From the Back Cover

Praise for Stock Trader's Almanac

"Historical price patterns continue to work because human nature doesn't change, and neither does the law of supply and demand. Study past successful stocks if you want to know what future ones will look like. Stock Trader's Almanac is all about historical facts."
—William J. O'Neil, Chairman and founder, Investor's Business Daily

"All my almost four decades in professional investing, I've found this annual tour de force fascinating. There is a lot of provocative here to whet your whistle and adrenaline-rush your curiosity. If you don't find something here that tickles your mind, you probably don't have one."
—Ken Fisher, CEO and founder, Fisher Investments, 28-year Forbes columnist, and author of Markets Never Forget (But People Do) and The Only Three Questions That Still Count

"The Stock Trader's Almanac is a treasure-trove of solid gold investment nuggets. No serious trader should have it far from his hands."
—John Mauldin, author of Bull's Eye Investing and Editor of Thoughts from the Frontline newsletter

"A venerable guide for Wall Street's farmers to plant and harvest investments according to the season."
—Jonathan Burton,, MarketWatch

"Whether I am researching seasonality trends or old Wall Street sayings, or am simply in need of some good old-fashioned investment horse sense, I start with the Stock Trader's Almanac. I have been a student of Yale and Jeffrey Hirsch's Almanac research for years, and look forward to future lessons."
—Sam Stovall, Chief Equity Strategist, Standard & Poor's Capital IQ


More About the Author

Jeffrey A. Hirsch is president of the Hirsch Organization, editor-in-chief of the Stock Trader's Almanac® (Wiley), Almanac Investor newsletter and www.stocktradersalmanac.com. He started with the Hirsch Organization in 1990 as a market analyst and historian under the mentorship of his father Yale Hirsch. He was handed the reigns in 2000 and continues to run the operation from his Nyack, New York offices. Jeffrey regularly appears on major news networks such as CNBC, CNN, Bloomberg and Fox News. As well as writing numerous financial columns and is widely quoted in all of the major newspapers and financial publications.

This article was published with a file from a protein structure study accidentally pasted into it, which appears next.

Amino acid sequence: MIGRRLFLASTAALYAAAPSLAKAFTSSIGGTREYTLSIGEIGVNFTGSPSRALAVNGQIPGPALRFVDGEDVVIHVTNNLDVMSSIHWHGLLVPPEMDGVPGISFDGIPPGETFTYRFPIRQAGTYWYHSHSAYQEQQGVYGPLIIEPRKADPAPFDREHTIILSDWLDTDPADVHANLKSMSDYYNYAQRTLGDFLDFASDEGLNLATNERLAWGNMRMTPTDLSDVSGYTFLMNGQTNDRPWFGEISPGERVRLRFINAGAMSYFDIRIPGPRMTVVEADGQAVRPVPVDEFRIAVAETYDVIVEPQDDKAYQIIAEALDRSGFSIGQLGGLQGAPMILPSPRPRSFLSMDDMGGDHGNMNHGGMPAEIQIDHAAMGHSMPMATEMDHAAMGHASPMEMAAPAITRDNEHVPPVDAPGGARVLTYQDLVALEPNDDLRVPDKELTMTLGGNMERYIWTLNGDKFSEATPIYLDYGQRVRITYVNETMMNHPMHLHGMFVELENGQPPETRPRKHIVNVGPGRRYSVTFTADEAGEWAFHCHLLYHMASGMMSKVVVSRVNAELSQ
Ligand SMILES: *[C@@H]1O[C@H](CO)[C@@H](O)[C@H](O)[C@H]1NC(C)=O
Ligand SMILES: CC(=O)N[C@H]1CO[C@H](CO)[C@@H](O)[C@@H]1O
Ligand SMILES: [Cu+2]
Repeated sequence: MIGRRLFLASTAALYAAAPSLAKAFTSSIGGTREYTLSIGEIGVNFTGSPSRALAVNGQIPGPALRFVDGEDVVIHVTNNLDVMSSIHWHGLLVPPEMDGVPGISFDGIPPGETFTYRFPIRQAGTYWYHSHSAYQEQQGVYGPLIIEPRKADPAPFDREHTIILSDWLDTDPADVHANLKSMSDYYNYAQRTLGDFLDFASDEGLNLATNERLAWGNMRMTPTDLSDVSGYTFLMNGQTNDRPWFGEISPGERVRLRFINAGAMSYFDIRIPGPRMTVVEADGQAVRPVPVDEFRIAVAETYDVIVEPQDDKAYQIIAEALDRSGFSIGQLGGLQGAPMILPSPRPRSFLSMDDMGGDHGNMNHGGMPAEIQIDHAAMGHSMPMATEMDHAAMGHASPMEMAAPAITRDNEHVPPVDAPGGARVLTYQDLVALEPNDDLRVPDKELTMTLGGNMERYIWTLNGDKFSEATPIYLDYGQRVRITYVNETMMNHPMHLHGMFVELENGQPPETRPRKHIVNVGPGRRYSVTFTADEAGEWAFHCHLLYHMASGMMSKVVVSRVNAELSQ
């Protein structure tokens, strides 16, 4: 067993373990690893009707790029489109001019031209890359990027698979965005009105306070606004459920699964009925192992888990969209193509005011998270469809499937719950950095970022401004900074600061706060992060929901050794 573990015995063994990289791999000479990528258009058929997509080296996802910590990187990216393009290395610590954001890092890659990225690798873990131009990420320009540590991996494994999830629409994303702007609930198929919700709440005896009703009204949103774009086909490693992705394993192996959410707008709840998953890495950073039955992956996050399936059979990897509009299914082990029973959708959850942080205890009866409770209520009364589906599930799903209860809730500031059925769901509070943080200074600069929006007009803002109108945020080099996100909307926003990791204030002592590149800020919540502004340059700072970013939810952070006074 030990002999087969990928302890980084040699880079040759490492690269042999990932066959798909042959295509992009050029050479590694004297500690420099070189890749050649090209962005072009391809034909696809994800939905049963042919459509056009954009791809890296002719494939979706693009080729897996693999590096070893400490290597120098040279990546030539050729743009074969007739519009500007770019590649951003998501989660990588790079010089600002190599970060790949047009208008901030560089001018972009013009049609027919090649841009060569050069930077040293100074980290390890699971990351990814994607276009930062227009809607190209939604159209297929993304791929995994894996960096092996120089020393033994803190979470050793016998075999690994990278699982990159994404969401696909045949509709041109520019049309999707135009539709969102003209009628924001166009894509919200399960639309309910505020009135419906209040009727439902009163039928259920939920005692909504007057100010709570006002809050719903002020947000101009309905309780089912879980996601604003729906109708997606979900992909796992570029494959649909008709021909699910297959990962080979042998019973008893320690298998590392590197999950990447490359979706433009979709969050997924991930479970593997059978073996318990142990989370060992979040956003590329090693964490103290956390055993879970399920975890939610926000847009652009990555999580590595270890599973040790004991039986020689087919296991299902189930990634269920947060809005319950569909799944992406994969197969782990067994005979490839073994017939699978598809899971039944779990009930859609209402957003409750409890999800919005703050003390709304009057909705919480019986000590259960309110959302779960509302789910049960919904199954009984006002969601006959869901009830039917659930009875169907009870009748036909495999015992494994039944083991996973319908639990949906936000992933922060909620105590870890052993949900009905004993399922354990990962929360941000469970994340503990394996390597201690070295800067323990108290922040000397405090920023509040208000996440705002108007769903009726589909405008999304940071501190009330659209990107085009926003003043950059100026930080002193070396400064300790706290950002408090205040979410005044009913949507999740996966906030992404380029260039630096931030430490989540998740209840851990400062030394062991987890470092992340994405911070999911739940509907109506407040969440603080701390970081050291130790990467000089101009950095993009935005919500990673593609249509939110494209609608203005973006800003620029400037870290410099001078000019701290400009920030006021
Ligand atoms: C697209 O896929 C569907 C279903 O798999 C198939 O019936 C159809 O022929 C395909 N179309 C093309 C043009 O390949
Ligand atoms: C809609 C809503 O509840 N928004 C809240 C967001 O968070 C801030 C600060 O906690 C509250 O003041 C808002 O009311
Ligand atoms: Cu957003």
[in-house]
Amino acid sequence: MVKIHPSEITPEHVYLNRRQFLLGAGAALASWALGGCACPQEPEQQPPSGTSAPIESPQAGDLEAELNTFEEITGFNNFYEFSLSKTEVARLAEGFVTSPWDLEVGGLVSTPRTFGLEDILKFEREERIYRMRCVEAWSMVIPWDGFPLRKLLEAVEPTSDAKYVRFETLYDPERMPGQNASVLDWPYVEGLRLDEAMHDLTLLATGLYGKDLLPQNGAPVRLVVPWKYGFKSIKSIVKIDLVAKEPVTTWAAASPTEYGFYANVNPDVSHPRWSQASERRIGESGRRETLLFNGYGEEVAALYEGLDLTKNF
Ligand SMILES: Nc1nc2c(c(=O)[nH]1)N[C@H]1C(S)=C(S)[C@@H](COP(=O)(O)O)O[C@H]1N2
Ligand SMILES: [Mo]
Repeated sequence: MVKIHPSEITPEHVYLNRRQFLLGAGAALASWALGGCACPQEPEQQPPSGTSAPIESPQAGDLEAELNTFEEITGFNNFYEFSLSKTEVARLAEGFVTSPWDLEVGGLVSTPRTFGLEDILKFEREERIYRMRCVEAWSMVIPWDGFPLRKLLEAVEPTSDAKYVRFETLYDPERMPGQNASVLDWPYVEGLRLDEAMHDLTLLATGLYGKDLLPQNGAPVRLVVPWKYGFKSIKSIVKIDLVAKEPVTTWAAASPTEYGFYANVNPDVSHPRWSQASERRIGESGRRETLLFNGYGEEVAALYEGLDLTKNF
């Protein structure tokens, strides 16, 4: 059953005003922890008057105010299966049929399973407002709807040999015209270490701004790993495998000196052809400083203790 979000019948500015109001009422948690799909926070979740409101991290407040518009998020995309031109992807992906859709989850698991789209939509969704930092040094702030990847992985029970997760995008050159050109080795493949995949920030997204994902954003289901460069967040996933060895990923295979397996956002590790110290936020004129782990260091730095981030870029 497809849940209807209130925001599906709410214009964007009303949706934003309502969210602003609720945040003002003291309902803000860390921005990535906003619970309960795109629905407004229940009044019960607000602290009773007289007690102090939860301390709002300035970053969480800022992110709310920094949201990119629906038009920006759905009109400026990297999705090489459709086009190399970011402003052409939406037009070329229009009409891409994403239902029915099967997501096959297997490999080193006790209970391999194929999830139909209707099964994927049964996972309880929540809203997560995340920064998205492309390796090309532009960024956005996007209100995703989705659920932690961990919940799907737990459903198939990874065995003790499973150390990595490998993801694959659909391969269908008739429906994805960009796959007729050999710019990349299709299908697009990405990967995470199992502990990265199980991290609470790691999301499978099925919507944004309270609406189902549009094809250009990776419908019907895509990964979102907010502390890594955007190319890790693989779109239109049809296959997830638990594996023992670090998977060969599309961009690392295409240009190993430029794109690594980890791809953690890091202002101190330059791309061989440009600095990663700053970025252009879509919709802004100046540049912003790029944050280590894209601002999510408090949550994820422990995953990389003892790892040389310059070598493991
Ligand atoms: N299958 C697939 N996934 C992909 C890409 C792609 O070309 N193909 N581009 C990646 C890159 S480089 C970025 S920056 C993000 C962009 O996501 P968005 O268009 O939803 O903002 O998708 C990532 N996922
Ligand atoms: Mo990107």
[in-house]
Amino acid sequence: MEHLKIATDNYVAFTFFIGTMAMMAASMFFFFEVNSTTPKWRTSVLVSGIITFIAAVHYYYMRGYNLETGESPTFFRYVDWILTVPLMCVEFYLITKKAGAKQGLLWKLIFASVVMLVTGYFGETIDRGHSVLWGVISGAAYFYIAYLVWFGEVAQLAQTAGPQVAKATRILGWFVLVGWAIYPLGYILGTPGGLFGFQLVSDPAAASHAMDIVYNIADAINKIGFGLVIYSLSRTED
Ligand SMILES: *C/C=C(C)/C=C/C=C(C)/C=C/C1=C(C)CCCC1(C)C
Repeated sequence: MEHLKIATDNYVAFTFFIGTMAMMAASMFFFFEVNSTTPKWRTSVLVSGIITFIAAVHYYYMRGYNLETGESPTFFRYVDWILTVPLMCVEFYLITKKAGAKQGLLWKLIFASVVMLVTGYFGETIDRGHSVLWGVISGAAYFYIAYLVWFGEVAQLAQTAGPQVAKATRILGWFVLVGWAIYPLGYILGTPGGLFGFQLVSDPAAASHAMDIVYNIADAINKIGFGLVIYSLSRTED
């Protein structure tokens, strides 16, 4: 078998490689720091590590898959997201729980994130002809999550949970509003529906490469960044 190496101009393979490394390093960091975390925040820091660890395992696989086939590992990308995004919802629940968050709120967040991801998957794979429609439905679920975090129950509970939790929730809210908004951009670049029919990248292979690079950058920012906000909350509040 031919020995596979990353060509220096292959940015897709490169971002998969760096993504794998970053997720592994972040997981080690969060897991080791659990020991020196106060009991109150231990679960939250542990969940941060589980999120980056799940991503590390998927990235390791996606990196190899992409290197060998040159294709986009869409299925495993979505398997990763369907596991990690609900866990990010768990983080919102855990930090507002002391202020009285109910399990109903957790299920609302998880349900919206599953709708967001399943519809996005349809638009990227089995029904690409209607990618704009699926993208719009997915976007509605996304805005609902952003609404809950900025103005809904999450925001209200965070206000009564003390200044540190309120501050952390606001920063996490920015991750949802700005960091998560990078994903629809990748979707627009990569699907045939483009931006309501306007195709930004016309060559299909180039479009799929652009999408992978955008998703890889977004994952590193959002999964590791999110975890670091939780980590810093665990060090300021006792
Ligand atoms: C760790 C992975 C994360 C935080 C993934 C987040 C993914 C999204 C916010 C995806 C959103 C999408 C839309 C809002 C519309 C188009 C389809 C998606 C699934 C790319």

Customer Reviews

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Highly Recommended for any serious trader.
George D. Minton
I buy the Stock Trader's Almanac every year and use it along with ResearchTrade.com to guide me in all my stock and option trades.
TrendTrader
Jeffery Hirsch's Almanac series is a very valuable source of historical information available no where else in as compact a form.
Glenn Barrows

Most Helpful Customer Reviews

6 of 6 people found the following review helpful By George D. Minton on December 1, 2012
Format: Spiral-bound Verified Purchase
Highly Recommended for any serious trader. Trading is all about probabilities and this calendar book is chock full of all kinds of information for the serious trader. The calendar shows probabilities of a successful trade based on over 20 years of market data for each day for the Dow, S&P, and the Nasdaq. In addition, it oulines several rocking good trading strategies, to include best 8 days, presidential election cycle, best 6 months (S&P and Dow) and best 8 months (Nasdaq), sector seasonality and others. I live by this book when entering trades and determing whether I want to hold a trade into the next day or days. This is a must read in additon to using this to record daily balances for my accounts so I can go back and review them quickly to determine progress in my trading. If you are serious and want an edge this is a must have. You can also subscribe to the Stock Traders Almanac for entry and exit emails using these strategies. Good trading and leave some for me...